Keeping a bearded dragon at the right temperature

An Australian bearded dragon.

An Australian bearded dragon. (Credit: AP)

Q: We just got a bearded dragon for our son, and it is a great pet, as my son is allergic to any pet with fur. The dragon seems as interactive as any guinea pig or rabbit. However, we have issues with how hot to keep his tank. Every website about bearded dragons seems to have a different recommended temperature. Even with the heat bulbs that came with the setup, we cannot seem to get the temperature in the tank as high as some of the websites recommend. When we replaced the 100-watt heat bulbs with 150-watt bulbs, the lizard seemed very uncomfortable. So we put back the 100-watt ones. He seems much happier and is eating well and is active. Can you tell me the correct thing to do in this case? --Billy Wagner, Farmingdale

A: If the 100-watt heat bulbs keep your pet comfortable and he is eating well and digesting his food, then that temperature is just right for him. By observing your pet's behavior and adjusting his environment to make him more comfortable, you did the correct thing.

Q: A year and a half ago, my family purchased a 1-year-old Yorkie from a local breeder. He is a wonderful dog, very loving and affectionate. He's fantastic with my two children and a wonderful addition to our family. But he constantly urinates right outside my bedroom door. He does go out in the yard, but several times a day I have to clean up urine by my bedroom door. I have had to start putting a pee pad there. Now he is doing this at the front door. Friends have said they think since he is not neutered he is marking his territory. Can you offer some advice? --Janice Hago, East Northport

A: Neutering the dog will remove his instinct to lift his leg and mark his territory, but it will take a while for all the testosterone to leave his system. Since he has marked those spots in your house for such a long period of time, it may now have become a habit. So it is your job after he has been neutered to prevent his access to those areas using gates and blockades so he can't get to them for a few months. Eventually, he will forget that he ever marked those spots, and he will lose the desire to do so.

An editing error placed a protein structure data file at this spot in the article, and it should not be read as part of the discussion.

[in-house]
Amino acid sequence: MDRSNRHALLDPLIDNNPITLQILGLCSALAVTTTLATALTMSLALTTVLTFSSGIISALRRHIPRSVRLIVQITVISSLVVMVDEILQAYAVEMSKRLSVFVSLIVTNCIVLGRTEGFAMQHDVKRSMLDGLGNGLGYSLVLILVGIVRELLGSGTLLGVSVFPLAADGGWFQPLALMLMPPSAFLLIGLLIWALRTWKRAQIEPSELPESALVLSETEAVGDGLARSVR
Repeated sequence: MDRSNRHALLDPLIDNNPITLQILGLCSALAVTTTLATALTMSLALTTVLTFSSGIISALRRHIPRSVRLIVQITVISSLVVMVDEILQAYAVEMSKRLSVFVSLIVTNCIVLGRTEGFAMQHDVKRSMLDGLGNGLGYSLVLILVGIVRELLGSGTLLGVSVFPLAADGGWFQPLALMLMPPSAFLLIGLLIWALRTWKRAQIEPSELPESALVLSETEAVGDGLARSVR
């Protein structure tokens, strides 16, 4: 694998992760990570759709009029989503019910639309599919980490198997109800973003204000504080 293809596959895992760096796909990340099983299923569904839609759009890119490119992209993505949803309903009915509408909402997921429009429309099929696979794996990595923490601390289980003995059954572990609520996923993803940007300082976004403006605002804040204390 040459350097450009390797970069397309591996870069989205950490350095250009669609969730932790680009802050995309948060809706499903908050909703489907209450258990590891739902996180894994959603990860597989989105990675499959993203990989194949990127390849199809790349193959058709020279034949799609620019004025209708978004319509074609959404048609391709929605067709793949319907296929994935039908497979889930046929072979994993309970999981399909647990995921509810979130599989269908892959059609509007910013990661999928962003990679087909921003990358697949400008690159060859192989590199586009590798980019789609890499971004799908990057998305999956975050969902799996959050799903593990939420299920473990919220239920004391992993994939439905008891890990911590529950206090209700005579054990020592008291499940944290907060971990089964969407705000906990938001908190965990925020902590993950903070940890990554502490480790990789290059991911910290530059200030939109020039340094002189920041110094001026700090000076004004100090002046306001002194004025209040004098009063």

Q: In a recent column, a lady wrote that backyard birds were being killed by a cat, even though the cat's owner put a bell on it. We allow our cat outdoors, and we have a small cowbell on her collar. She does not seem to catch any birds at all. Most cat collars have smaller jingle bells that make less noise on them. Perhaps that is the reason why the bell did not work on that particular cat. --Shari Rosenthal, Hewlett

A: The situation with a bell on a hunting cat is not that cut-and-dried. Perhaps your cat is just not as good a hunter or as motivated as the other reader's cat. Plus, birds do not have the powers of observational learning, so they can't really figure out that a bell ringing in the bushes means a cat will momentarily attack. A bird's world is full of bells, sirens and car alarms. Suburban birds are pretty much desensitized to such sounds, so it would take quite a number of experiences of being stalked by a belled cat for a bird to figure out that a ringing bell means danger. And it is rare that the bird gets stalked by a hunting cat more than one time before getting caught. Although your cat seems to be fine with the cowbell on her collar, I know cats that would not be. The bell could get caught on a branch or some other object, causing all sorts of drama for the cat.

Keeping cats indoors is really the best way; both the cats and birds live longer and more uneventful lives.

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